So, lately I’ve been taking German (in Duolingo) seriously. Or so I say…
I learned how to add friends in Duolingo so I’m kind of feeling competitive—if they’re studying, so should I.
I still have a long way to go, of course.
Useful Apps for Learning German:
-This is for beginners who don’t want to be intimidated by everything. It’s good for familiarizing yourself. If you’re on the computer, they usually give charts or notes during each lesson. I’d advice you to look up charts with all the declension and conjugation to make your life easier, and your German learning journey, faster.
German Grammar In Use.
-I haven’t seen other grammar pdfs, but this one is a very handy grammar app. Definitely beats googling and getting overwhelmed from all the Grammar.
-Definitely one of the best apps. It has short news articles with a recorded podcast. Best for vocabulary enhancement and listening skill training. The app has really good interface. It also has a vocabulary list at the end.
Articles I plan on Studying:
Was tun mit dem Wolf?
Wie Flüchtlingskinder unter Erinnerungen leiden
App hilft gegen Verschwendung von Essen
Bangladesch: sicherere Arbeit, geringer Lohn
Kaum Kontrolle bei Werbung im Internet
Der Osterhase bringt die Eier
Mit dem Fahrrad ins Büro?
Mörder hinterm Steuer?
Ohne Kohle geht’s noch nicht
German Grammar (50,000+ Test Questions)
-This is a very good app, but it’s definitely not for beginners–including me.
Today I installed “HiNative” which is pretty much the Best App Ever jk. It’s a triple tie with Duolingo and Memrise. I haven’t been using Memrise for the past few days due to the fact that I’ve been focused more with German @duolingo.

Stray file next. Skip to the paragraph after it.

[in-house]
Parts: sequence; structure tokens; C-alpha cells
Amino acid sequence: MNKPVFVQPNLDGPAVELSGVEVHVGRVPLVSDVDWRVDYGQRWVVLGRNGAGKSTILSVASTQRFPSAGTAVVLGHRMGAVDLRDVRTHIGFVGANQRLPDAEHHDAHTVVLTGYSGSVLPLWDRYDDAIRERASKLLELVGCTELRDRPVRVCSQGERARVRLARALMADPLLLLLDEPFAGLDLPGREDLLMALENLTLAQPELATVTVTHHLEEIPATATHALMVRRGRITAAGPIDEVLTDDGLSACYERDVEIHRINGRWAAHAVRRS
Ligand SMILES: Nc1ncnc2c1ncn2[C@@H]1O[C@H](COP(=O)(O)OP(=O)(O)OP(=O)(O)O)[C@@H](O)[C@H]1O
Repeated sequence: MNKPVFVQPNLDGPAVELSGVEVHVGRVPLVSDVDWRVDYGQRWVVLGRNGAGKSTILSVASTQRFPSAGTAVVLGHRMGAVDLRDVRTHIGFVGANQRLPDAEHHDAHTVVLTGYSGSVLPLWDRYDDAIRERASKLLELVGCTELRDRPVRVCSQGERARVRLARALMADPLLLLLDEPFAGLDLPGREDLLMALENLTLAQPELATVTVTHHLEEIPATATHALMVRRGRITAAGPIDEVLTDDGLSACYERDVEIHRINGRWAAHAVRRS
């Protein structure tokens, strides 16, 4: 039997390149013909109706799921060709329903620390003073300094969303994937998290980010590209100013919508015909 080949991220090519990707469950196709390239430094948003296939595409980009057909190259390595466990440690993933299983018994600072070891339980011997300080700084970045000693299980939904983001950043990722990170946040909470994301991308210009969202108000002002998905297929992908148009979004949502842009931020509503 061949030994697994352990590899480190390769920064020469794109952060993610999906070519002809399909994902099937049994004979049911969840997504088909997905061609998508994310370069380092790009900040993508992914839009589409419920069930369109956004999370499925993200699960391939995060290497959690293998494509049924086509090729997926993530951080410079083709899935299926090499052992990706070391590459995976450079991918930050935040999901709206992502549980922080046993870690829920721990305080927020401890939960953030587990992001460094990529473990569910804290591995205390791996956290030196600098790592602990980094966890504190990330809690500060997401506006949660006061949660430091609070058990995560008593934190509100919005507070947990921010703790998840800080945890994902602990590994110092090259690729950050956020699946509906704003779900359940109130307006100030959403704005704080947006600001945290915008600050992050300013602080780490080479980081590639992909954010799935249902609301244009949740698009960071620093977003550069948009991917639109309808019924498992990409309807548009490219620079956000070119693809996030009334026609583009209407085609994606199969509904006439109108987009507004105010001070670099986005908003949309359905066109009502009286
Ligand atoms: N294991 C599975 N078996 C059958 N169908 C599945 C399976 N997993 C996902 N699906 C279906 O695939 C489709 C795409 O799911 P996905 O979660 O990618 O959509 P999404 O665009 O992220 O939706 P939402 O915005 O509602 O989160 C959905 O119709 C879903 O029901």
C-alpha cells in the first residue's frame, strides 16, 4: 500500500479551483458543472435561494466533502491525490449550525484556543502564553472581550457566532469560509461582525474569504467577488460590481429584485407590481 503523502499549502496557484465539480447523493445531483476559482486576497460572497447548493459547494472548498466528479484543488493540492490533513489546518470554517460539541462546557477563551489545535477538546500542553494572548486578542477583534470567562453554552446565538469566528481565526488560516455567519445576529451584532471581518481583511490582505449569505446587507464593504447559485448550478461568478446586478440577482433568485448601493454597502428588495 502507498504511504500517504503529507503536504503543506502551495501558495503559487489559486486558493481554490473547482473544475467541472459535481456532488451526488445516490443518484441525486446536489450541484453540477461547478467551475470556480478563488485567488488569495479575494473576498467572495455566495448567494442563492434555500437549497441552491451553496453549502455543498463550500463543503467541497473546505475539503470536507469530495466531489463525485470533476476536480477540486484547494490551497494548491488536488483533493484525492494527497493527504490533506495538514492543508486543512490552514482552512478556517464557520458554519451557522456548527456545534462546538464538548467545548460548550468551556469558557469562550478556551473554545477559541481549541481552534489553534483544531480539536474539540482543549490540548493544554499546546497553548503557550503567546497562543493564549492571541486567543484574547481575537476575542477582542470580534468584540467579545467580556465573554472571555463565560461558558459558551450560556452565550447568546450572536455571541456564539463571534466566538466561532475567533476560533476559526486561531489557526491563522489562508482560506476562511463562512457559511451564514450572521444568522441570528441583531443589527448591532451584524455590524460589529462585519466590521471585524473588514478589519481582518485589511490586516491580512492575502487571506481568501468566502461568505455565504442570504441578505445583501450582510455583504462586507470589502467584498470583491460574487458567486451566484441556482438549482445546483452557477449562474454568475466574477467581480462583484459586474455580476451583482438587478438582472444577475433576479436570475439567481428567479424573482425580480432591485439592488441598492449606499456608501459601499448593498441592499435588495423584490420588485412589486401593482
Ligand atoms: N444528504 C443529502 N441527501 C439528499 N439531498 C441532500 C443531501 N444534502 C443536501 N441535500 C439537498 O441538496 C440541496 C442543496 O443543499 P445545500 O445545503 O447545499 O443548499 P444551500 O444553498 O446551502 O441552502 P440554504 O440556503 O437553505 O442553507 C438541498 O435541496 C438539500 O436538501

Anyway, I highly recommend HiNative for language learners who have questions like the usual “how do you say” or asking if your sentences are natural or any question, really.
I am currently learning a total of 14 languages from Duolingo and Memrise combined…I’m still a beginner at most languages since the amount I studied varies depending on my mood. Anyway, you can check out both apps/sites on our own but if you need a guide, here’s a little comparison between the two.
-a lot of exercise and vocabulary
-exercises might be too overwhelming if you’re not in the mood
-it will take time for you to sound like you know the language (since it’s topic based)
-reviewing is optional (strength bars decrease)
-has more languages offered than Duolingo (although most are “unofficial”)
-varied speakers which will help your listening skills
-teaches you useful expressions so you sound like you know more than you actually do
-has other helpful lessons like vocabularies which will greatly help in your language learning
-reviews you as you learn so you’re sure not to forget things
-“slow” in case you want the fundamentals down all at once
-some lessons or features will tempt you to go pro (at a reasonable price)